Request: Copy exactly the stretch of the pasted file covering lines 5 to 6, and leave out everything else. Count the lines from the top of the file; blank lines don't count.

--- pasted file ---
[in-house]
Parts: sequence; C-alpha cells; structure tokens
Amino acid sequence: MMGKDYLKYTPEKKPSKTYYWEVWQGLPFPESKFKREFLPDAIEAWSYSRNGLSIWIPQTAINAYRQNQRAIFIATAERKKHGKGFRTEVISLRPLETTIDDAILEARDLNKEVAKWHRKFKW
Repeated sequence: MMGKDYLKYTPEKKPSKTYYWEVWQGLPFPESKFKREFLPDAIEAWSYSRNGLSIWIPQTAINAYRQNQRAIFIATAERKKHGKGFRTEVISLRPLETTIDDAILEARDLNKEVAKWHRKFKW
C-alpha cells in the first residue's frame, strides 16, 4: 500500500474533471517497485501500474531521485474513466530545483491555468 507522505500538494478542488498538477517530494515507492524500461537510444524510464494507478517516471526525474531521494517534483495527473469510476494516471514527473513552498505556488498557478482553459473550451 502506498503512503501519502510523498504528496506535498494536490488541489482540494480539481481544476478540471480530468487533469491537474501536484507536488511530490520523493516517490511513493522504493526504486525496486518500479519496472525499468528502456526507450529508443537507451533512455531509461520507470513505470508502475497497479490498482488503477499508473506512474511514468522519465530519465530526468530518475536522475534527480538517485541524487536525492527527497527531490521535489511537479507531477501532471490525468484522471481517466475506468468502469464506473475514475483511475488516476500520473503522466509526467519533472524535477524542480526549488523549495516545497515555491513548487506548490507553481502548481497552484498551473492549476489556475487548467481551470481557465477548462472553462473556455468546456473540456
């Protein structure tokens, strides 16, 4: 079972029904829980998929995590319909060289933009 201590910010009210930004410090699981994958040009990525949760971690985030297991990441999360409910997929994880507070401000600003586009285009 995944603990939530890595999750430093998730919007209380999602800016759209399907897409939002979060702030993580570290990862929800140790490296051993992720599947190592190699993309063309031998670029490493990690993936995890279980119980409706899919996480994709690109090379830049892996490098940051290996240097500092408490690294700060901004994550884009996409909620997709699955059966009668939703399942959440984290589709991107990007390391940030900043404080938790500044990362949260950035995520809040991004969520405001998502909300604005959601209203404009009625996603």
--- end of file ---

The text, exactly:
C-alpha cells in the first residue's frame, strides 16, 4: 500500500474533471517497485501500474531521485474513466530545483491555468 507522505500538494478542488498538477517530494515507492524500461537510444524510464494507478517516471526525474531521494517534483495527473469510476494516471514527473513552498505556488498557478482553459473550451 502506498503512503501519502510523498504528496506535498494536490488541489482540494480539481481544476478540471480530468487533469491537474501536484507536488511530490520523493516517490511513493522504493526504486525496486518500479519496472525499468528502456526507450529508443537507451533512455531509461520507470513505470508502475497497479490498482488503477499508473506512474511514468522519465530519465530526468530518475536522475534527480538517485541524487536525492527527497527531490521535489511537479507531477501532471490525468484522471481517466475506468468502469464506473475514475483511475488516476500520473503522466509526467519533472524535477524542480526549488523549495516545497515555491513548487506548490507553481502548481497552484498551473492549476489556475487548467481551470481557465477548462472553462473556455468546456473540456
């Protein structure tokens, strides 16, 4: 079972029904829980998929995590319909060289933009 201590910010009210930004410090699981994958040009990525949760971690985030297991990441999360409910997929994880507070401000600003586009285009 995944603990939530890595999750430093998730919007209380999602800016759209399907897409939002979060702030993580570290990862929800140790490296051993992720599947190592190699993309063309031998670029490493990690993936995890279980119980409706899919996480994709690109090379830049892996490098940051290996240097500092408490690294700060901004994550884009996409909620997709699955059966009668939703399942959440984290589709991107990007390391940030900043404080938790500044990362949260950035995520809040991004969520405001998502909300604005959601209203404009009625996603």